The world, the flesh, and the devil each work in human beings in two directions at the same time. In this case, “the world” refers to the ways that human groups, societies, and institutions act to keep the true and living God far away. The “flesh” refers to that part of every human being that acts to keep the true and living God far away. And the “devil” refers to a real spiritual being (and by implication all other similar spiritual beings) in rebellion to the true and living God while being hostile to human beings.
The world, the flesh, and the devil all work against us both individually and collectively. In human beings, these forces push us towards two equal but opposite directions: Let me explain.
Sin acts to remove the distinctiveness and uniqueness of human beings. Think for a moment of several people very drunk, or several people in the grip of watching pornography. When not in the depths of the sin, they are different, and in meeting them you can notice and appreciate their uniqueness. But as the alcohol takes over, or the porn takes over, the person’s uniqueness vanishes. The true and living God creates uniqueness; the world, the flesh and the devil seek to remove uniqueness and create sameness.
But they also have a centrifugal function – in other words, the world, the flesh, and the devil act to drive us apart – hostility, prejudice, words-that-wound, unforgiveness. Tragically, these three act to create a world where no one wants the living God close, everyone thinks alike, yet we are hostile and suspicious of each other. Now to be clear, this is not a full description of human life. God through His common grace restrains evil, but that is a topic for another article.
In light of the world, the flesh, and the devil, it is good to think of a phrase in the Nicene creed that often bothers us. This phrase should instead be our prayer and rallying cry. The creed ends with the phrase, “I believe in one, holy, catholic, and apostolic church.” Catholic? Huh? Why is that there? The word “catholic” is the God given good that the world, the flesh, and the devil seek to bend, break, and corrupt. “Catholic” is a one word summary of Ephesians 2:11-22 and John 17 and the glorious end of the book of Revelation. It is unity and difference as opposed to the sameness which destroys uniqueness and the centrifugal power which separates.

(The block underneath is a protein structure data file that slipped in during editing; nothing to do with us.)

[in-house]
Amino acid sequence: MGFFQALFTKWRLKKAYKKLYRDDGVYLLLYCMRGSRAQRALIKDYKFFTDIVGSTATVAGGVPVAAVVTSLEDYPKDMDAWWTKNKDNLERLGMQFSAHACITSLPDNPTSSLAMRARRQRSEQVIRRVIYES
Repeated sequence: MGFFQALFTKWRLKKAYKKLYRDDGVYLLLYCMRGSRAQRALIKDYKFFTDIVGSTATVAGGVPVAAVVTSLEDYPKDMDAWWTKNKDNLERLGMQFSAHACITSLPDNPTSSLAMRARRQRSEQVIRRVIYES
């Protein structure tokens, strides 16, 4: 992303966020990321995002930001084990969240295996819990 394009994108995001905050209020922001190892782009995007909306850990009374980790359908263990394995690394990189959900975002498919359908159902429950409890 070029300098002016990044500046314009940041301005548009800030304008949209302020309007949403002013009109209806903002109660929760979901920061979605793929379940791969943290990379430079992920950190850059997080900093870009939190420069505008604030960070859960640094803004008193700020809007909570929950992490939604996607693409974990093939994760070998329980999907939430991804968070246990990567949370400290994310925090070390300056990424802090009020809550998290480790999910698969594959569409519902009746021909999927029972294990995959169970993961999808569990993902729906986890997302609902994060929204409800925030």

The biblical church is “catholic” in the sense that it is universal. More than universal, the church also spans time. We are saved by grace alone, through faith alone, in Christ alone. When we put our faith in Christ, we are born again, made a new creation, made a new “man”.
Each person in Christ is now a “son” in God’s household, an equal citizen in Christ’s Kingdom; a living stone in the temple that God indwells. This one kingdom has citizens converted through Patrick in Ireland in the fifth century, citizens converted in London (England) in the 70’s through Billy Graham, and citizens converted by underground evangelists in Iran and China today. We are one, without sin-crushing sameness.
But catholic also means varied. To have a catholic taste in books does not mean you like reading Graham Greene and Flannery O’Connor – it means you read and enjoy many different genres. So it is with the biblical church, where Christ rules, variety grows. Formal liturgies, charismatic spontaneity, or simple order and flow. Cathedral choirs, Gospel-music choirs, praise bands, psalm-singing, or a single pianist. Solemn quiet, demonstrative exuberance, and everything in between. Pastors in robes, in suits, in Hawaiian shirts, in jeans and t-shirts. The world, the flesh and the devil act to kill uniqueness and drive us apart. The Gospel brings a catholic church, one in Him yet unique and varied.